NoSQL, ??? Is there a threat?

With #PgEast just two weeks away I have been looking for every possible place that I can to advocate the conference. In doing so, I have been finding lots of interesting tidbits of information. For example, did you know (per Stefan/Mastermind) PostgreSQL is lucky to reach 15k tps per core for SIMPLE QUERIES, whereas MySQL can do upward of 30k tps per core for SIMPLE QUERIES? There is no question that PostgreSQL is going to stomp all over MySQL for complex queries by the maturity of the PostgreSQL planner alone. The problem with PostgreSQL for simple queries is not our execution but is directly related to our parser. It seems there is definitely improvement to be made here. Is this low hanging fruit? Why haven't we fixed this?

Next, I read today that SourceForge is moving to MongoDB plus Python. Once upon a time Sourceforge was a big time PostgreSQL shop. Now it is not uncommon for a company to chose different platforms. It is also not uncommon for people to move from or to PostgreSQL. However, this is different.

For a company like SourceForge who has been embedded in the traditional web world for so many years to migrate wholesale to an entirely new platform which isn't even similar to their existing platform is telling. Most companies may migrate from MySQL to PostgreSQL (this makes sense) but from a fully relational, ACID compliant database to MongoDB? That is a paradigm shift and it marks what I think is an upcoming opportunity for our community.

I have been working with 10Gen, the creators of MongoDB for the past couple of months because of PostgreSQL Conference. They even have a training and full track within #PgEast. Generally speaking, MongoDB users are not database people, they are application developers. This is why I wanted MongoDB to be present. I wanted the cross pollination of ideas, hoping that the two platforms could come together and provide a productive discourse for both sides.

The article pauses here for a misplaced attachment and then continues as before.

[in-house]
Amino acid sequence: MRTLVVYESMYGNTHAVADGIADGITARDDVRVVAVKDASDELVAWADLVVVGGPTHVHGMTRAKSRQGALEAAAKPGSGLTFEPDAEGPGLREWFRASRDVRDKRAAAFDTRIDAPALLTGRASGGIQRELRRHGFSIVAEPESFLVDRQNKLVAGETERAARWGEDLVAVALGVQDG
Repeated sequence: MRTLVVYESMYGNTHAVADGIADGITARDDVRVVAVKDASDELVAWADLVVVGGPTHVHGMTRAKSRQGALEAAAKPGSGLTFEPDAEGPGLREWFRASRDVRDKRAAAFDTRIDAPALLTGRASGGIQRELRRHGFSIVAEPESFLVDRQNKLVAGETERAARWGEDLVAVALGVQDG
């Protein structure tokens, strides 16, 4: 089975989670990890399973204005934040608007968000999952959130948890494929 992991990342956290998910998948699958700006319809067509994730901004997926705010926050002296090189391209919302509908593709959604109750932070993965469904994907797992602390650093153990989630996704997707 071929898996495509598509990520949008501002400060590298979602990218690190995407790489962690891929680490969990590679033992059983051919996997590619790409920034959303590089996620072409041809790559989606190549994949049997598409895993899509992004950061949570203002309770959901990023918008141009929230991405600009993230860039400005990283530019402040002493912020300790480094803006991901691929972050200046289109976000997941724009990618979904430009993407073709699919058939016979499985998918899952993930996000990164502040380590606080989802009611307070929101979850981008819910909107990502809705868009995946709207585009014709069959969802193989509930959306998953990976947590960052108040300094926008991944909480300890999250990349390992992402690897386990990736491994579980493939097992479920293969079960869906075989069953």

It is no secret that there is many more application developers in the market than database people and this is where the problem lays. If the majority of people doing the actual development are pushing toward technologies that makes their lives easier then the old and crufty relational database is going to lose out. Certainly PostgreSQL and other relational databases aren't going anywhere but it is important to recognize growing trends, learn from them and try to find a way to monopolize on them.

  • What if there was a NoSQL like grammar for defining relations in PostgreSQL?
  • Since many of the queries you would do in NoSQL are very simple, what if we solved that parser problem?
  • What if you could replicate from/to PostgreSQL and MongoDB, taking advantage of various strengths of each?

    And with that, I am going to pimp The PostgreSQL Conference again. For what should be obvious reasons (it is in 12 days) we are in the final stretch of what is going to be the largest PostgreSQL conference in the Western World. If you do a little bit of legwork (GGIYF) you can even find some pretty hefty discounts to the conference.

    Oh and don't forget to follow the conference on twitter @postgresconf and the hash tag is #PgEast.